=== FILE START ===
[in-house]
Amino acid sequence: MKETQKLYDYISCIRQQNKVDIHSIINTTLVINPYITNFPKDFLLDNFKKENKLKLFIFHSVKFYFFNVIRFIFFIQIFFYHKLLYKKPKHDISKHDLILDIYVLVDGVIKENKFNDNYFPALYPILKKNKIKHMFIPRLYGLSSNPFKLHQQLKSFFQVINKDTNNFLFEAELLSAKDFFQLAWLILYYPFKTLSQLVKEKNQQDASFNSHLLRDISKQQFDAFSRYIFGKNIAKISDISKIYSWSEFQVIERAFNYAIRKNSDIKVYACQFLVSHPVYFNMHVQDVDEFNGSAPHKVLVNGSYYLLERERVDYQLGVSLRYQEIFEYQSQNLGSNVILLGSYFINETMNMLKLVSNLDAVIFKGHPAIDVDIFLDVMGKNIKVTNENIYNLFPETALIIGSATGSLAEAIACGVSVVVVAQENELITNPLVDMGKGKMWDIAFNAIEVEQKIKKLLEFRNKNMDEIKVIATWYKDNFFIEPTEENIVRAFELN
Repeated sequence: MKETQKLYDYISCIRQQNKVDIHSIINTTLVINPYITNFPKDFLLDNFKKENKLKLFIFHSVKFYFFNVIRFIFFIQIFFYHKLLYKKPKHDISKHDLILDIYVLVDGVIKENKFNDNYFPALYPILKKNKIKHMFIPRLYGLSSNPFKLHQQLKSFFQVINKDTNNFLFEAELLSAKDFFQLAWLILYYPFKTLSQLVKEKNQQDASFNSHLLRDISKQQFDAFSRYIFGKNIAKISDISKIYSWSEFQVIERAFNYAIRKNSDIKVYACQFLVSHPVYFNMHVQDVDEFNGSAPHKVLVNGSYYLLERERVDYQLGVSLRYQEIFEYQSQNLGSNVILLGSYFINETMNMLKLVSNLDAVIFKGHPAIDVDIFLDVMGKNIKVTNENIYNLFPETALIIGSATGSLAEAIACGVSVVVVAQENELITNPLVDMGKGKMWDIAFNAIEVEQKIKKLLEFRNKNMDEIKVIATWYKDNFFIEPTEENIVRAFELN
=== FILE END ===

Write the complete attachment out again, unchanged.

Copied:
[in-house]
Amino acid sequence: MKETQKLYDYISCIRQQNKVDIHSIINTTLVINPYITNFPKDFLLDNFKKENKLKLFIFHSVKFYFFNVIRFIFFIQIFFYHKLLYKKPKHDISKHDLILDIYVLVDGVIKENKFNDNYFPALYPILKKNKIKHMFIPRLYGLSSNPFKLHQQLKSFFQVINKDTNNFLFEAELLSAKDFFQLAWLILYYPFKTLSQLVKEKNQQDASFNSHLLRDISKQQFDAFSRYIFGKNIAKISDISKIYSWSEFQVIERAFNYAIRKNSDIKVYACQFLVSHPVYFNMHVQDVDEFNGSAPHKVLVNGSYYLLERERVDYQLGVSLRYQEIFEYQSQNLGSNVILLGSYFINETMNMLKLVSNLDAVIFKGHPAIDVDIFLDVMGKNIKVTNENIYNLFPETALIIGSATGSLAEAIACGVSVVVVAQENELITNPLVDMGKGKMWDIAFNAIEVEQKIKKLLEFRNKNMDEIKVIATWYKDNFFIEPTEENIVRAFELN
Repeated sequence: MKETQKLYDYISCIRQQNKVDIHSIINTTLVINPYITNFPKDFLLDNFKKENKLKLFIFHSVKFYFFNVIRFIFFIQIFFYHKLLYKKPKHDISKHDLILDIYVLVDGVIKENKFNDNYFPALYPILKKNKIKHMFIPRLYGLSSNPFKLHQQLKSFFQVINKDTNNFLFEAELLSAKDFFQLAWLILYYPFKTLSQLVKEKNQQDASFNSHLLRDISKQQFDAFSRYIFGKNIAKISDISKIYSWSEFQVIERAFNYAIRKNSDIKVYACQFLVSHPVYFNMHVQDVDEFNGSAPHKVLVNGSYYLLERERVDYQLGVSLRYQEIFEYQSQNLGSNVILLGSYFINETMNMLKLVSNLDAVIFKGHPAIDVDIFLDVMGKNIKVTNENIYNLFPETALIIGSATGSLAEAIACGVSVVVVAQENELITNPLVDMGKGKMWDIAFNAIEVEQKIKKLLEFRNKNMDEIKVIATWYKDNFFIEPTEENIVRAFELN